Commercial Property Rent Deposits – Some Good News
In the current economic client where potential tenants have not had the best of financial results, landlords may be presented with unsatisfactory sets of accounts from proposed tenants of commercial properties.
Also with many “Phoenix companies”, willing to take on leases or new start up companies unable to show any track record in respect of their ability to pay rents, and landlords wanting to avoid having to pay on empty property, the safeguard of the landlord taking a rent deposit from a company tenant, as collateral security often provides the solution to allow a transaction to proceed and a lease of commercial premises to be granted.
The common forms of rent deposit deeds that are used follow one of two methods. The first being monies paid over to the landlord who holds it on trust, therefore the rent deposit becomes the property of the landlord and is only returned to the tenant under the provisions of the rent deposit deed, when it then becomes the property of the tenant. The provisions of the rent deposit deed will usually provide that on an event of insolvency of the tenant, the rent deposit is forfeited and there is no obligation on the landlord to repay the rent deposit back to the tenant.
Tenants are therefore somewhat nervous of these provisions and the second method is that the rent deposit, although paid over to the landlord, still remains the property of the tenant, but the landlord takes a charge over the rent deposit, so that he has security, similar to a mortgage, and therefore has priority over any other creditors in respect of the rent deposit sums should the tenant become insolvent.
As the second method creates a charge given by a company tenant the current scheme, which has largely been unchanged for more than 100 years, requires the charge to be registered at Companies House within 21 days of creation.
New regulations are likely to come into force on 6 April 2013 which should bring modernisation to the scheme for registering UK company charges.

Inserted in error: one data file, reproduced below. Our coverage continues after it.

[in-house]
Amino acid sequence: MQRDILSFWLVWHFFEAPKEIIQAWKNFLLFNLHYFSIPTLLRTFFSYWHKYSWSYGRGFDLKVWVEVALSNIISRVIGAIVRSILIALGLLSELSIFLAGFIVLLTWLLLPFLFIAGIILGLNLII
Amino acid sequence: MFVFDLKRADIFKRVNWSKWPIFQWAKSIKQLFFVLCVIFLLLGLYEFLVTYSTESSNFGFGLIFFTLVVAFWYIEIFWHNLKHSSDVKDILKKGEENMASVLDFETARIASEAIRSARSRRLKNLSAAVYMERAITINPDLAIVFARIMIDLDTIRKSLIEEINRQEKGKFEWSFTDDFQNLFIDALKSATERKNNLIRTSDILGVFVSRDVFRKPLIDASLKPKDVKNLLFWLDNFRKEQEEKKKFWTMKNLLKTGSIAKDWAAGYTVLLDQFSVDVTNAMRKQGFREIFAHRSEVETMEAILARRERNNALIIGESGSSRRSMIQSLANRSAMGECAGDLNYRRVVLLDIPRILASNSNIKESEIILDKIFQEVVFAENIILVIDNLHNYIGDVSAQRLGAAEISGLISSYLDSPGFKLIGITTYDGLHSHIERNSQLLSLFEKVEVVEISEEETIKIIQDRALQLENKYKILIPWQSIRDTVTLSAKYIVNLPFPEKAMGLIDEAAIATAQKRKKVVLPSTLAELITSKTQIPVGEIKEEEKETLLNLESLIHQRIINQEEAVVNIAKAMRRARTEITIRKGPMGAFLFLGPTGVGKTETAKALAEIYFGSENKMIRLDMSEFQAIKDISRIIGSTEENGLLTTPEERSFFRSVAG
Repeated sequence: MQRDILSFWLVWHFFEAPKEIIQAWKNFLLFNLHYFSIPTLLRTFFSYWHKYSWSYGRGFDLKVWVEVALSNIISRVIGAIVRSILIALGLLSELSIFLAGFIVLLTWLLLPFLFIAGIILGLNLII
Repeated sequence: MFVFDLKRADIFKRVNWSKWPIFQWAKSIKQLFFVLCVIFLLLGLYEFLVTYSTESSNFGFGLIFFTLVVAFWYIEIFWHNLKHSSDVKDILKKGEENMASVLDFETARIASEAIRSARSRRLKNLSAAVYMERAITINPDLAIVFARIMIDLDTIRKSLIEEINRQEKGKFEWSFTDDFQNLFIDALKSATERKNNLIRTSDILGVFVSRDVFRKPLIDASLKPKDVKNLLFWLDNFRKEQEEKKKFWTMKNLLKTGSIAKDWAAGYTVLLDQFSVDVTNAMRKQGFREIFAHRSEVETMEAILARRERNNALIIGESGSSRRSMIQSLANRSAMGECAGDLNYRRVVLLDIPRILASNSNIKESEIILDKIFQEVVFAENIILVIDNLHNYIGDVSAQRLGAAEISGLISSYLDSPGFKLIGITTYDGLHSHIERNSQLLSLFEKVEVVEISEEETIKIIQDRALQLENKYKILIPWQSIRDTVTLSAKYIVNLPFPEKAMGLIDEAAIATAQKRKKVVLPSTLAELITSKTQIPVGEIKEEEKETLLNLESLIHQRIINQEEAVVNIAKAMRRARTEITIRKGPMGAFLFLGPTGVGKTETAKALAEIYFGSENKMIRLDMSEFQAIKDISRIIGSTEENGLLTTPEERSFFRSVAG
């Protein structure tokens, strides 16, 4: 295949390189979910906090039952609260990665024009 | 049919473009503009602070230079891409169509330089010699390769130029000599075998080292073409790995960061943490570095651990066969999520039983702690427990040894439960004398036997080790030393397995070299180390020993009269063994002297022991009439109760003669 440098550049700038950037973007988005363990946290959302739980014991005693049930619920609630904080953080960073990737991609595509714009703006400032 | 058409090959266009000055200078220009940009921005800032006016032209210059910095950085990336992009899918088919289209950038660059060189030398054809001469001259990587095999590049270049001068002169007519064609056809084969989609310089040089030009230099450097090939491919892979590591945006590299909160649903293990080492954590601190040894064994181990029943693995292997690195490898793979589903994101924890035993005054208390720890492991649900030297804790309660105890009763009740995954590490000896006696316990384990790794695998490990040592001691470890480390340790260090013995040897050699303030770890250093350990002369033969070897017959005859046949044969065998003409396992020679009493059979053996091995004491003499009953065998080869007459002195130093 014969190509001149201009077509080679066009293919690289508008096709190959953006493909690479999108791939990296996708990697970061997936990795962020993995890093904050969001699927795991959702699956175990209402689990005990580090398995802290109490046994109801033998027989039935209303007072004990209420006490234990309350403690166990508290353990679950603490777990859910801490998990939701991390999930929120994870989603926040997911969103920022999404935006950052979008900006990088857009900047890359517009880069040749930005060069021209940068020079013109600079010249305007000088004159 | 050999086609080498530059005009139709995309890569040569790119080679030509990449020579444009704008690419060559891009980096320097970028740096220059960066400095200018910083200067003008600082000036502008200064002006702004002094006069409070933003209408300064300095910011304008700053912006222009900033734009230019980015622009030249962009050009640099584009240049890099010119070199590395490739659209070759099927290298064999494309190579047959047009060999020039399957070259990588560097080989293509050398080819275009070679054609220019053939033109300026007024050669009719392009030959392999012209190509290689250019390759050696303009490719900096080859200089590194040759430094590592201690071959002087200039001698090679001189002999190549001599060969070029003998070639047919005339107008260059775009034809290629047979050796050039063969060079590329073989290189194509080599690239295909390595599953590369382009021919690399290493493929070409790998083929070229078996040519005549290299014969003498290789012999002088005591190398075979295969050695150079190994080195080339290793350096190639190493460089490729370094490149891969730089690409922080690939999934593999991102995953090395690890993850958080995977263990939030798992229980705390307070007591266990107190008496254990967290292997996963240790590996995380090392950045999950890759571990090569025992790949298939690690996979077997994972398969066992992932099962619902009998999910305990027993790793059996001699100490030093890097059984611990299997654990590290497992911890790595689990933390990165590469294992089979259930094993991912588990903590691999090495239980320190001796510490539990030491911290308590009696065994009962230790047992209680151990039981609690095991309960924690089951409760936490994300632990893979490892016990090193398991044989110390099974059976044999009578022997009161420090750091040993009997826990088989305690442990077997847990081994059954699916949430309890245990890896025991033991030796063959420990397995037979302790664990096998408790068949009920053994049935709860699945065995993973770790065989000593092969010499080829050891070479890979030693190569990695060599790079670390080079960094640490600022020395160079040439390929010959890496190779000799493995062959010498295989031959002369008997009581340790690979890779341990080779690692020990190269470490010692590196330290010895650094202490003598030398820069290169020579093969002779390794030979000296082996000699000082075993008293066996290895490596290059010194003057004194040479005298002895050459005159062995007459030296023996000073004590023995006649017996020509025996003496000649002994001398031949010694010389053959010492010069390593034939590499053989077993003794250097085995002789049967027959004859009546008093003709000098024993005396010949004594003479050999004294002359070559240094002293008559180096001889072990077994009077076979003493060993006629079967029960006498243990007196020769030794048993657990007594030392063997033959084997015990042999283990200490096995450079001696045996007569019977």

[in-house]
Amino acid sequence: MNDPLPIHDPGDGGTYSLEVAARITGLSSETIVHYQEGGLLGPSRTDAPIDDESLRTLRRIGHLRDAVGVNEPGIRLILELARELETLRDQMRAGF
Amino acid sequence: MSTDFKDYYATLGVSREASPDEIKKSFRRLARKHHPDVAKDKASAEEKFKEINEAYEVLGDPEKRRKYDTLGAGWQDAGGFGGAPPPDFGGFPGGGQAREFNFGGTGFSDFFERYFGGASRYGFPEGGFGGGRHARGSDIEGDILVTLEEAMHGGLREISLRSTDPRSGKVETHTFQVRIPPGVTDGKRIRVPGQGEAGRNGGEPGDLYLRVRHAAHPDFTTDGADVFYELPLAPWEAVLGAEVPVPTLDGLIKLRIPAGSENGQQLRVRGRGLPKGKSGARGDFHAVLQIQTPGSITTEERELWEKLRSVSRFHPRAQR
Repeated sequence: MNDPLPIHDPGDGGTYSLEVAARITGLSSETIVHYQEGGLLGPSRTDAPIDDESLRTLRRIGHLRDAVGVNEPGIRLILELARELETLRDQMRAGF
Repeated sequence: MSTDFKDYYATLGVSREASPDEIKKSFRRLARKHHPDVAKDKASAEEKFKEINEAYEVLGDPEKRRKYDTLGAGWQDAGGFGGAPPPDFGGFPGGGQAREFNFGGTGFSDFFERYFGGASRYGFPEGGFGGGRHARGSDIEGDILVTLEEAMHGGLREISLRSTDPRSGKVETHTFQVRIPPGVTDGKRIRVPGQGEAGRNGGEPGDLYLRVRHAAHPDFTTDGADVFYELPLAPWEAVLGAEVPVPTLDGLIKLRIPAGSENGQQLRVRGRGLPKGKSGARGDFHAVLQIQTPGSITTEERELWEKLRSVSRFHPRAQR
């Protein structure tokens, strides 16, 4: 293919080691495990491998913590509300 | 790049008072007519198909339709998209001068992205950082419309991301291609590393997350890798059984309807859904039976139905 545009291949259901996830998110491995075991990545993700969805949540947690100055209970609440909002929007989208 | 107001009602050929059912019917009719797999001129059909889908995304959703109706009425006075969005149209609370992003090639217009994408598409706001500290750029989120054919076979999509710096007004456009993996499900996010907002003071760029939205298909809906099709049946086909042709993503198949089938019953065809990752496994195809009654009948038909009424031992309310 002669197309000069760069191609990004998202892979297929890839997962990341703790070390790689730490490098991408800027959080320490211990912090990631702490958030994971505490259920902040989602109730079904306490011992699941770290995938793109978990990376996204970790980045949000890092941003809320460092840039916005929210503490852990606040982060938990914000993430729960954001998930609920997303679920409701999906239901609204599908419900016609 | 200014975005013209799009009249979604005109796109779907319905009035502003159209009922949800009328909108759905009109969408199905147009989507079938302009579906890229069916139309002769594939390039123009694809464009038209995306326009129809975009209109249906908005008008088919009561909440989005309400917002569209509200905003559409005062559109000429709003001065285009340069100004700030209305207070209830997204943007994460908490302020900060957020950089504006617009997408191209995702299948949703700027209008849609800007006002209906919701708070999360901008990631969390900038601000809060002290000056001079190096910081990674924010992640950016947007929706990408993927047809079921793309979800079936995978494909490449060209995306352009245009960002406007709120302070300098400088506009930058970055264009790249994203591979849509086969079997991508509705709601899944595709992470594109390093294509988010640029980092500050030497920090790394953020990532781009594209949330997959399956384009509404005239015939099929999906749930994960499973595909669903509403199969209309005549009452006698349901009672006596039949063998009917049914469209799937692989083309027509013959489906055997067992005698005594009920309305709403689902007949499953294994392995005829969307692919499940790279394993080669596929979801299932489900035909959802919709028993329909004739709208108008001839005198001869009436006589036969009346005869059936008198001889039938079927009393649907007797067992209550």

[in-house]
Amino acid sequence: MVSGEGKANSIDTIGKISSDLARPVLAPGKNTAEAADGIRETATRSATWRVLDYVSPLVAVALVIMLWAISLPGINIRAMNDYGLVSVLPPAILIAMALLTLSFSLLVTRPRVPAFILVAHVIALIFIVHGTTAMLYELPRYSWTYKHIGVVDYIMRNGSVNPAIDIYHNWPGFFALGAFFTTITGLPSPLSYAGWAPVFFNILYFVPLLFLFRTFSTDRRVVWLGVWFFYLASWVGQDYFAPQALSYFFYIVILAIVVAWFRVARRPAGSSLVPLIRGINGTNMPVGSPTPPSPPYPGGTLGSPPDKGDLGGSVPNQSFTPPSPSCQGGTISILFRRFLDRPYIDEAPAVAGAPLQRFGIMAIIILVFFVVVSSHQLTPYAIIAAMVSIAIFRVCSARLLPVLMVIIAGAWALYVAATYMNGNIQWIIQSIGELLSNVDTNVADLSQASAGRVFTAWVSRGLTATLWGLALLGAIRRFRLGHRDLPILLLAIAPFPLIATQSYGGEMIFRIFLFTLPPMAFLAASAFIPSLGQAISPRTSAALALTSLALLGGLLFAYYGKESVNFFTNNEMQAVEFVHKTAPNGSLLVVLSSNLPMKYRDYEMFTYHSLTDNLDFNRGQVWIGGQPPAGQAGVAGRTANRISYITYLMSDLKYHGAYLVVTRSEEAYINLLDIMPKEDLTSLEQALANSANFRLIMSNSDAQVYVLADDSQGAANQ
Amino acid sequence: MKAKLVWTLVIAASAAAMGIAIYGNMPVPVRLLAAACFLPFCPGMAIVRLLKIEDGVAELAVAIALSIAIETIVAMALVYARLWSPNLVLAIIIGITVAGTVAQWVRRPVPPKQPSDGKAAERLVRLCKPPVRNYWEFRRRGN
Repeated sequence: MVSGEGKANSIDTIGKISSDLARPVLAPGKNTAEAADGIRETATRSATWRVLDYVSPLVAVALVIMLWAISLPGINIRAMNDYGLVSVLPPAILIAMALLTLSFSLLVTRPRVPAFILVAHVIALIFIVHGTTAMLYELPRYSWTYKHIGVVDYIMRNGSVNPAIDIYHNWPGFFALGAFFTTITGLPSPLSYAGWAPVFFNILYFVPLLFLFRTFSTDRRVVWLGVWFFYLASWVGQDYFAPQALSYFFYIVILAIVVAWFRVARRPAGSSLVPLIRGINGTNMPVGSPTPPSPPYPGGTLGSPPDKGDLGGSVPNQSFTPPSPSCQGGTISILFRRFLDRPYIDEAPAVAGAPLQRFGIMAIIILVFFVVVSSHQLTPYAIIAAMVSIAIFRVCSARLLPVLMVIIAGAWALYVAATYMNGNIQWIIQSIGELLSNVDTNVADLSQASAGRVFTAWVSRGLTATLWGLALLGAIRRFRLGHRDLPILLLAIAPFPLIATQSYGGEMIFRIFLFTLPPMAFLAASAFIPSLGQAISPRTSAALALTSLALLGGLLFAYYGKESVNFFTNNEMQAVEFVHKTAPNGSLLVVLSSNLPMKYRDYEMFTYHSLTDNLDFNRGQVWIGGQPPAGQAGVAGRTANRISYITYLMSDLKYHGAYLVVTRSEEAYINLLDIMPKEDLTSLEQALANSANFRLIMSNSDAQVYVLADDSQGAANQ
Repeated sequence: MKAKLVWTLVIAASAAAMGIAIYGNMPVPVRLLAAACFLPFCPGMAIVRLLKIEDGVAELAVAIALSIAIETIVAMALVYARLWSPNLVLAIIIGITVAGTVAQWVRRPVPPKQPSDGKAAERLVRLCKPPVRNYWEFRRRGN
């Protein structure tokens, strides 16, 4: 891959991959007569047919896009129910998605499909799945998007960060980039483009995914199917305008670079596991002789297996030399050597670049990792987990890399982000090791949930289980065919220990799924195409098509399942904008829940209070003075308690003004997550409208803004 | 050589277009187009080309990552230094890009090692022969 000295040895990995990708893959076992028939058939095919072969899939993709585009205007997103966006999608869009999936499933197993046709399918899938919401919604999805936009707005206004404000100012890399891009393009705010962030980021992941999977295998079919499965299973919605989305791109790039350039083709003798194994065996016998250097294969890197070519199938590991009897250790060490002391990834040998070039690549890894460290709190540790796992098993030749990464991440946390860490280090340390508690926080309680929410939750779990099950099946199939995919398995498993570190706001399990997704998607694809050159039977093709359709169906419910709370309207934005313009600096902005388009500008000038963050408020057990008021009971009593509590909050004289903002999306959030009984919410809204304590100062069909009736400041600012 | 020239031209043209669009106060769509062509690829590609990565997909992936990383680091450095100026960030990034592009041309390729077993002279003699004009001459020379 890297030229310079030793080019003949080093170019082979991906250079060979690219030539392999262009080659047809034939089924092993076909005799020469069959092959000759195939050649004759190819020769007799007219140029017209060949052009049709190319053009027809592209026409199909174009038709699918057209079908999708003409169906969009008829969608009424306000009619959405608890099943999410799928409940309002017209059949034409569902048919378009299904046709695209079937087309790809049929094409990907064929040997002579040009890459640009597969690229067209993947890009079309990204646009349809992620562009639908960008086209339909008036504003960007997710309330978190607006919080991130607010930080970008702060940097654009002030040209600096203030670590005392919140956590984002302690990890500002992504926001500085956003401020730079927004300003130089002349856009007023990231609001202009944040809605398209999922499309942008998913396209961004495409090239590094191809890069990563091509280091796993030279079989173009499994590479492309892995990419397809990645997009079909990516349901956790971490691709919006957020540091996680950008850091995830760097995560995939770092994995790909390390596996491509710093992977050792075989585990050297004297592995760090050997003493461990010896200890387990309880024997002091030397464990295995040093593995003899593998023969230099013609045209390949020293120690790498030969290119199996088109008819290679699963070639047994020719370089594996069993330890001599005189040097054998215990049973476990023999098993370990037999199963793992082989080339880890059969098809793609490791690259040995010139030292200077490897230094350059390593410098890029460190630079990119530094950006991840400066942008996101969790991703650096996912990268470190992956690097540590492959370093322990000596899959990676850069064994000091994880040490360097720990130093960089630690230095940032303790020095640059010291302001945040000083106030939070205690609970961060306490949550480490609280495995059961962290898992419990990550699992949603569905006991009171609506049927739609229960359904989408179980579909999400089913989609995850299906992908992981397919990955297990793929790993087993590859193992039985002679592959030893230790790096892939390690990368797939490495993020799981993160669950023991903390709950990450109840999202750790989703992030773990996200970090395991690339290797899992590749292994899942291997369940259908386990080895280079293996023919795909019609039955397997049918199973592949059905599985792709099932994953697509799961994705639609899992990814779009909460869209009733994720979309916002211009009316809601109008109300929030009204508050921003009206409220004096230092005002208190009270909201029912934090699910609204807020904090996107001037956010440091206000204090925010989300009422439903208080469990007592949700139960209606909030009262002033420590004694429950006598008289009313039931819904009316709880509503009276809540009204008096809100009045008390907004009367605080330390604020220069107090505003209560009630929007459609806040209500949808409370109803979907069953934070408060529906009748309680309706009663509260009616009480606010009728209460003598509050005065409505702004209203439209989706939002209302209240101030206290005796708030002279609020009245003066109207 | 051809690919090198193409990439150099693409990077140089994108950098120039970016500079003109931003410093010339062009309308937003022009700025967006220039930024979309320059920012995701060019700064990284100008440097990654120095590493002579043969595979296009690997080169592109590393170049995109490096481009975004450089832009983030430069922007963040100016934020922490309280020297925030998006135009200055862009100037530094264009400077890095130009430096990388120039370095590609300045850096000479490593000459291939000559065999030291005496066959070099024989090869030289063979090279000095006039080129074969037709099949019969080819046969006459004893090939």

There will be a single registration scheme for charges created by UK companies and LLPs irrespective of their place of incorporation (including Scotland, although some provisions do not apply to Scottish companies / LLPs).
The new regulations will provide that all charges will be registrable at Companies House unless exempt. Registrable charges are defined in new Section 859A(7) of the Companies Act 2006 and include a mortgage, a standard security, an assignation of security and a series of debentures.
Therefore there is no need register charges in rent deposit deeds as these are one of the exemptions under new Section 859A(6)(a) which states that the registration requirements do not apply to a charge if it is “cash taken or held by a landlord as security for the due performance and observance of a tenant’s obligations under a lease of land”.
Charges in rent deposit deeds will still be effective security but will not be recorded in a public register. A search at Companies House will no longer reveal charged rent deposits created after the regulations come into force.
In order to protect themselves against a tenant’s insolvency and practitioners being unaware of a charged rent deposit account, landlords are more likely to insist on having the rent deposit account in their name and under the control, possibly under the first method as referred to above.
The new regulations will still apply to companies that have mortgages and debentures (unless one of the four exemptions apply), and although criminal sanctions have been removed for non-registration at Companies House, there will remain a commercial incentive to register as those not registered will continue to be invalid against a liquidator, administrator or creditor of the security provider if not registered within the 21 day time limit. Also, companies do not need under the new regulations to keep their own registers of charges. However copies of the full document creating or evidencing the charge will need to be kept and made available for inspection and non-compliance will result in criminal sanctions that could be imposed on the company and every company officer in default.
It is envisaged that the new regulations will provide clarity and savings as less due diligence will need to be undertaken with regard to ascertaining whether or not charges have been registered, and since registration will not be required in respect of rent deposit deeds there will be a registration fee saving.